When Beth Granville's grandmother, Liz, spotted a promotion in a newspaper in the new year, she cut it out. The "Sail to France from just £1!" offer included a day in Calais, and a free bottle of P&O wine. Liz knew that Beth and her friend, David Charles, had visited Calais before and thought they might enjoy another jaunt on the cheap.
She was right, but rather than stock up on duty-free booze, Charles and Granville used the Daily Mail's largesse to launch an unlikely humanitarian mission. Armed with blankets, food and goodwill, the writing partners headed to the camps and squats that have become a grim home to hundreds of refugees, many of whom have fled war only to be bombarded with prejudice and more poverty on the shores of northern France.
Charles then wrote a sarcastic letter on his blog, thanking the Mail for the opportunity to help migrants ("Your courageous humanitarian stance should be saluted..."). It went viral, inspiring like-minded sailors to make similar voyages, and this Saturday, the activists are upping their game, with plans to lead an entire "flotilla of solidarity" to Calais.
"So far we know of at least 25 people who are coming, including half a cricket team," says Charles, 32. In a further attempt to bait those with less empathetic views of immigration, the writer is organising the operation under a new flag for a new party: The UK Humanitarian Intervention Party (Ukhip). Its purple and yellow logo might look familiar, too. "Hopefully we're going to have a game with the Afghans," he adds. "They love cricket, and everyone wants to do something that isn't running away from the police or fascists."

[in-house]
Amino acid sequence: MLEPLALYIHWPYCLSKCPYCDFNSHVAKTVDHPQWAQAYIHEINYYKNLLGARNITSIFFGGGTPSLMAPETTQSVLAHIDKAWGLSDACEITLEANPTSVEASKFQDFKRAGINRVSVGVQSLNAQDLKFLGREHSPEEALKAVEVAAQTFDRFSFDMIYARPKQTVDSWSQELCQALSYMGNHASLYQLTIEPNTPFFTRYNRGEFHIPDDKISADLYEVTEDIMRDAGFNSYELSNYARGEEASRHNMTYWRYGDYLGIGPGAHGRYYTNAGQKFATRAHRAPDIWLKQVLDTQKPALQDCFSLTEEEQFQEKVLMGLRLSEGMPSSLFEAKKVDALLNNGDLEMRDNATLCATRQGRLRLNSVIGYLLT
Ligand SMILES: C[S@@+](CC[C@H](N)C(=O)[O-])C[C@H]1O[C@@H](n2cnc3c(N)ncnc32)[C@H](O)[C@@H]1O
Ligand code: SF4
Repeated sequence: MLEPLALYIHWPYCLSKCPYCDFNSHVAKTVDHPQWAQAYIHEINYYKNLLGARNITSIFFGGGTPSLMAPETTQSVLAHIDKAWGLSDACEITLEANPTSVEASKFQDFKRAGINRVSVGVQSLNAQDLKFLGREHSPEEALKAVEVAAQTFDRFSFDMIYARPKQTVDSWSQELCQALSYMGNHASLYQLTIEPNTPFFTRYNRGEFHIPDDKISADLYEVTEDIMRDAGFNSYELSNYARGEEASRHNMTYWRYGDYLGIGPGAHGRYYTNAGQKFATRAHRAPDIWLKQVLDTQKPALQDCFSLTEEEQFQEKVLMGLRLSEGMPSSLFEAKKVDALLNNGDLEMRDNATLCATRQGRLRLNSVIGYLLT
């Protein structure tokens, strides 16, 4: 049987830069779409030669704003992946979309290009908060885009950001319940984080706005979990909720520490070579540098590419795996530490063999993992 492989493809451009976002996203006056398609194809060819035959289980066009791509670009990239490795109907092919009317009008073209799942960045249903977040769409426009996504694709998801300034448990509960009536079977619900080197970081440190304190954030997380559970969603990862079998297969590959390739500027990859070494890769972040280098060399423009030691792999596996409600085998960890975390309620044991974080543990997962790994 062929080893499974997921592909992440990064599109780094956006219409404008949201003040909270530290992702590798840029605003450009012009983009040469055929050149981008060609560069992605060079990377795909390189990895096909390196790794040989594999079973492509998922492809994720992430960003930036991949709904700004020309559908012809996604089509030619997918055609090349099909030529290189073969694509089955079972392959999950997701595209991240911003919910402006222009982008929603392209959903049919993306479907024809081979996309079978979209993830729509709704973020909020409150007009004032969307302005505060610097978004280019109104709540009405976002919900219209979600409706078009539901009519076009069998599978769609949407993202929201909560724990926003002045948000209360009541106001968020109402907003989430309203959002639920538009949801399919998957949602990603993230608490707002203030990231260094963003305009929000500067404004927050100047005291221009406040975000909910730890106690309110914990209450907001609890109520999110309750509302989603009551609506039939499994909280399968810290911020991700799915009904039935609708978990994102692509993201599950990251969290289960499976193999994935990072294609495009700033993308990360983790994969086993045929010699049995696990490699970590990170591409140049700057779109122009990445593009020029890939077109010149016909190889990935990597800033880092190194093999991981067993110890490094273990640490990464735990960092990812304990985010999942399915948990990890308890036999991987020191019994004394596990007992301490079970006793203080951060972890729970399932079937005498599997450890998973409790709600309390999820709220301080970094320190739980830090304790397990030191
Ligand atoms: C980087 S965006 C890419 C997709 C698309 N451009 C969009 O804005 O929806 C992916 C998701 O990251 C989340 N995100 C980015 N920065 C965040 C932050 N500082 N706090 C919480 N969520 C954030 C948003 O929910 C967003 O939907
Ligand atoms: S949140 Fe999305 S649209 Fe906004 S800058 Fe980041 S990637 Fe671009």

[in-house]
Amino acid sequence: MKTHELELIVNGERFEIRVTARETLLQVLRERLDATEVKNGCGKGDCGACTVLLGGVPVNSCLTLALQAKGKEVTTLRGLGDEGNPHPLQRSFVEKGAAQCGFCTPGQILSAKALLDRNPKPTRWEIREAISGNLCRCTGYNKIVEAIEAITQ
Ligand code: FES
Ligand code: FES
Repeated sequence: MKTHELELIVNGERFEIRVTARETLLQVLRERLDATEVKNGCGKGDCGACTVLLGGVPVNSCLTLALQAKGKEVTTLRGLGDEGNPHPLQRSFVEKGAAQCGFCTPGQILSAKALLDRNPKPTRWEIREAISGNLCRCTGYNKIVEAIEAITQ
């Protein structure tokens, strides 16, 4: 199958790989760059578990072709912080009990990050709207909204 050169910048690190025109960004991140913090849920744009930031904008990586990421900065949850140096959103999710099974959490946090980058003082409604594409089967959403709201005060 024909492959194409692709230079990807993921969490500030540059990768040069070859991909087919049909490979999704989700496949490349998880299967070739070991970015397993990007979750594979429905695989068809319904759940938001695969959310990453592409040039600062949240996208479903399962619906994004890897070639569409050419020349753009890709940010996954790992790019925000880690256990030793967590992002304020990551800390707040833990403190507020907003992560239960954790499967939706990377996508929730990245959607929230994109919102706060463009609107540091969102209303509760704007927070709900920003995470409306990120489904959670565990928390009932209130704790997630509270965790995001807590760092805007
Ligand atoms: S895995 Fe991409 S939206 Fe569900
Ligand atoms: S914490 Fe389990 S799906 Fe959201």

Humour is Ukhip's vehicle, but the party is driven by serious concern. Charles first crossed the Channel last summer after hearing about the work of Calais Migrant Solidarity. For five years the group has been a permanent presence in the port, supporting migrants, monitoring police activity and documenting deaths. In 2011, about 200 people were camped there, blocked from legal passage to Britain by immigration laws. By the end of last year, as war forced people to flee countries including Syria and Eritrea, that number has grown to more than 2,000. Last year, at least 15 people died in and around Calais, many while trying to board lorries in desperation. Meanwhile, UN observers have called conditions in the port "shameful".
Charles remembers meeting a man who had fled civil war in South Sudan, before surviving a terrorist carjacking en route to Libya and a perilous crossing to Europe. "The heartbreaking thing is that they believe Britain is a land of tolerance," he says. "They want to start their lives again, work and build a community – the things that we take for granted… They aren't looking for an easy ride, or to suck up benefits," he adds. "It's that connection that we'd like to make. Taking people to meet them might slowly change the prevailing, toxic attitude towards migrants as a threat, or sub-human."
On another occasion, Charles, who hosted Ukhip's first informal conference at his home in south-east London last night, helped talk a Syrian graphic designer out of setting off for England on a flimsy inflatable raft in the middle of winter.
Since the closure of the Sangatte camp near Calais in 2002, migrants there have fended for themselves, camping in woods, dunes and abandoned buildings. Tensions have continued to rise among governments and anti-immigration groups on both sides of the Channel, only escalating earlier this year with the opening of a purpose-built camp outside the port.
Charles is no politician, but wants to promote empathy while a solution is sought. "The prank element of this is a way of getting attention but the real change happens when people say, maybe I'll go to Calais and make friends with people who have gambled their lives in the hope of achieving something approaching an acceptable level of human existence," he says.
Ukhip has raised just over £1,000 for Saturday's mission via its website (Ukhip.eu). Charles has had to scale back his flotilla plans and the group will stick to vans and cars on ferries. In Cornwall, meanwhile, Granville's granny is on board, too, collecting warm clothes and sleeping bags.
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